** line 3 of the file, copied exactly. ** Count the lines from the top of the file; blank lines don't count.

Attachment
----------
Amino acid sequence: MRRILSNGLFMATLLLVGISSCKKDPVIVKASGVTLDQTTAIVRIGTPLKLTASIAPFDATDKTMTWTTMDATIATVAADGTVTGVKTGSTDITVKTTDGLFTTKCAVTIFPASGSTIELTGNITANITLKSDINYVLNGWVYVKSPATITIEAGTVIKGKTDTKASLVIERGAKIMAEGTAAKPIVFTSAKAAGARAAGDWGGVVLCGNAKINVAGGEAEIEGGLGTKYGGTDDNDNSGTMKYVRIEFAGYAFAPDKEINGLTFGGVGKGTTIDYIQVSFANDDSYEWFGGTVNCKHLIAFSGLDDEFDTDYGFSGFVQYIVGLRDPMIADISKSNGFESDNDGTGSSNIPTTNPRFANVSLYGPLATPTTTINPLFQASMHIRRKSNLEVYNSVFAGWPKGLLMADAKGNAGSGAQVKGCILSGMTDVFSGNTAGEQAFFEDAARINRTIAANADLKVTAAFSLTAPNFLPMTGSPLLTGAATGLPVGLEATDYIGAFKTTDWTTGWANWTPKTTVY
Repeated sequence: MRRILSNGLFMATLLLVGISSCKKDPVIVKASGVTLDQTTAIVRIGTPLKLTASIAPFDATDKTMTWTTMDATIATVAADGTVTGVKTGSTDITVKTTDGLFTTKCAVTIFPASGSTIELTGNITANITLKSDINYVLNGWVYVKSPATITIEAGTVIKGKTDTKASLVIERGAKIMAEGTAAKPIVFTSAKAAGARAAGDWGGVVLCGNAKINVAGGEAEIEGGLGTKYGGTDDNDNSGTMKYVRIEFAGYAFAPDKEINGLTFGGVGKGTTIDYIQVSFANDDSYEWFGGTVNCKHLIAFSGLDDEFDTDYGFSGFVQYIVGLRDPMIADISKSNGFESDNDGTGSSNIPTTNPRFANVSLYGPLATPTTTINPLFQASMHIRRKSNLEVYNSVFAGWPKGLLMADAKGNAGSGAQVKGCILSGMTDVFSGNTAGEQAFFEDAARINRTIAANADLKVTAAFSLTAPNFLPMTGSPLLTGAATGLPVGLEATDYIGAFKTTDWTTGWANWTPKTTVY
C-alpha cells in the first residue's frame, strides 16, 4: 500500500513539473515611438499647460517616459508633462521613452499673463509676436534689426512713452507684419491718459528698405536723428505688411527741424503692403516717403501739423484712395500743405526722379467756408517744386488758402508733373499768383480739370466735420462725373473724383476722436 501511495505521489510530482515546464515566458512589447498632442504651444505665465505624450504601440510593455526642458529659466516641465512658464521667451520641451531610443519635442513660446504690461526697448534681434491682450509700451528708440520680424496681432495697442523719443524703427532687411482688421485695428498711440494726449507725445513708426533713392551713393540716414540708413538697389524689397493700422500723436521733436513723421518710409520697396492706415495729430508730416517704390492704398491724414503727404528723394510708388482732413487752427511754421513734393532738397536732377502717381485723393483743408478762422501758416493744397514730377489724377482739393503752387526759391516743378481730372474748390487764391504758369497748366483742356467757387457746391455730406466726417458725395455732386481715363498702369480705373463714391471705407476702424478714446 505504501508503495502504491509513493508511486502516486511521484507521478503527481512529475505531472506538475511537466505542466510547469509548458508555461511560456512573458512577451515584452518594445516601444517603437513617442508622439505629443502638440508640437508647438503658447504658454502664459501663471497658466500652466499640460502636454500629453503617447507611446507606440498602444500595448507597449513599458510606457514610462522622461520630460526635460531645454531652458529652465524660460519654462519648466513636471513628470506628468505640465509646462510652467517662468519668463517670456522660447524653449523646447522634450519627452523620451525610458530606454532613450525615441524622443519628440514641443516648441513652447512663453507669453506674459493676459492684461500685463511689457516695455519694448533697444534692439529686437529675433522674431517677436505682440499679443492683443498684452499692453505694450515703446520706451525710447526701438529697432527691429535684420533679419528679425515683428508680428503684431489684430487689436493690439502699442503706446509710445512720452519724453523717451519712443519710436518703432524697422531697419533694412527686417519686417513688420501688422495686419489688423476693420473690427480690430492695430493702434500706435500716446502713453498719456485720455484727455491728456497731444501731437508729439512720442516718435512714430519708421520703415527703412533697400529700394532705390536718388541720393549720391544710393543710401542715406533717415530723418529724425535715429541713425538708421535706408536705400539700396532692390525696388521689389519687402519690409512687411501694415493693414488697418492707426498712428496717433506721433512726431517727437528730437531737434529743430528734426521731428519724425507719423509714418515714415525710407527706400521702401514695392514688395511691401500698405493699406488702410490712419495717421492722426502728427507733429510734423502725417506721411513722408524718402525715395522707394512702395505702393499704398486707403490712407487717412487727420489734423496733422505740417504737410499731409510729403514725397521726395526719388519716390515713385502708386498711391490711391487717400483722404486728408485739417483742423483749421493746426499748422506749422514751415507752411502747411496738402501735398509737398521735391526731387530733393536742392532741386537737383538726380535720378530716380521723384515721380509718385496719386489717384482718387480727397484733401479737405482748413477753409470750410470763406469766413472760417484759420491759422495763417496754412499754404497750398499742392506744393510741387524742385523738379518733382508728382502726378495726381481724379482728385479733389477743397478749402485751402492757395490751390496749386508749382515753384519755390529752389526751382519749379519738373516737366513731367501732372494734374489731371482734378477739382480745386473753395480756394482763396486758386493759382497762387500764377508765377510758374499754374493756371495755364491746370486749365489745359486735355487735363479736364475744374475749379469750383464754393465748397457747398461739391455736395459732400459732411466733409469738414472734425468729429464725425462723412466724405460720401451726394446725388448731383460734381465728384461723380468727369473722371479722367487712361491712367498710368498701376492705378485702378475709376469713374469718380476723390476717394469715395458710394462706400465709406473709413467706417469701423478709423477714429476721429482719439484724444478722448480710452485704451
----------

C-alpha cells in the first residue's frame, strides 16, 4: 500500500513539473515611438499647460517616459508633462521613452499673463509676436534689426512713452507684419491718459528698405536723428505688411527741424503692403516717403501739423484712395500743405526722379467756408517744386488758402508733373499768383480739370466735420462725373473724383476722436 501511495505521489510530482515546464515566458512589447498632442504651444505665465505624450504601440510593455526642458529659466516641465512658464521667451520641451531610443519635442513660446504690461526697448534681434491682450509700451528708440520680424496681432495697442523719443524703427532687411482688421485695428498711440494726449507725445513708426533713392551713393540716414540708413538697389524689397493700422500723436521733436513723421518710409520697396492706415495729430508730416517704390492704398491724414503727404528723394510708388482732413487752427511754421513734393532738397536732377502717381485723393483743408478762422501758416493744397514730377489724377482739393503752387526759391516743378481730372474748390487764391504758369497748366483742356467757387457746391455730406466726417458725395455732386481715363498702369480705373463714391471705407476702424478714446 505504501508503495502504491509513493508511486502516486511521484507521478503527481512529475505531472506538475511537466505542466510547469509548458508555461511560456512573458512577451515584452518594445516601444517603437513617442508622439505629443502638440508640437508647438503658447504658454502664459501663471497658466500652466499640460502636454500629453503617447507611446507606440498602444500595448507597449513599458510606457514610462522622461520630460526635460531645454531652458529652465524660460519654462519648466513636471513628470506628468505640465509646462510652467517662468519668463517670456522660447524653449523646447522634450519627452523620451525610458530606454532613450525615441524622443519628440514641443516648441513652447512663453507669453506674459493676459492684461500685463511689457516695455519694448533697444534692439529686437529675433522674431517677436505682440499679443492683443498684452499692453505694450515703446520706451525710447526701438529697432527691429535684420533679419528679425515683428508680428503684431489684430487689436493690439502699442503706446509710445512720452519724453523717451519712443519710436518703432524697422531697419533694412527686417519686417513688420501688422495686419489688423476693420473690427480690430492695430493702434500706435500716446502713453498719456485720455484727455491728456497731444501731437508729439512720442516718435512714430519708421520703415527703412533697400529700394532705390536718388541720393549720391544710393543710401542715406533717415530723418529724425535715429541713425538708421535706408536705400539700396532692390525696388521689389519687402519690409512687411501694415493693414488697418492707426498712428496717433506721433512726431517727437528730437531737434529743430528734426521731428519724425507719423509714418515714415525710407527706400521702401514695392514688395511691401500698405493699406488702410490712419495717421492722426502728427507733429510734423502725417506721411513722408524718402525715395522707394512702395505702393499704398486707403490712407487717412487727420489734423496733422505740417504737410499731409510729403514725397521726395526719388519716390515713385502708386498711391490711391487717400483722404486728408485739417483742423483749421493746426499748422506749422514751415507752411502747411496738402501735398509737398521735391526731387530733393536742392532741386537737383538726380535720378530716380521723384515721380509718385496719386489717384482718387480727397484733401479737405482748413477753409470750410470763406469766413472760417484759420491759422495763417496754412499754404497750398499742392506744393510741387524742385523738379518733382508728382502726378495726381481724379482728385479733389477743397478749402485751402492757395490751390496749386508749382515753384519755390529752389526751382519749379519738373516737366513731367501732372494734374489731371482734378477739382480745386473753395480756394482763396486758386493759382497762387500764377508765377510758374499754374493756371495755364491746370486749365489745359486735355487735363479736364475744374475749379469750383464754393465748397457747398461739391455736395459732400459732411466733409469738414472734425468729429464725425462723412466724405460720401451726394446725388448731383460734381465728384461723380468727369473722371479722367487712361491712367498710368498701376492705378485702378475709376469713374469718380476723390476717394469715395458710394462706400465709406473709413467706417469701423478709423477714429476721429482719439484724444478722448480710452485704451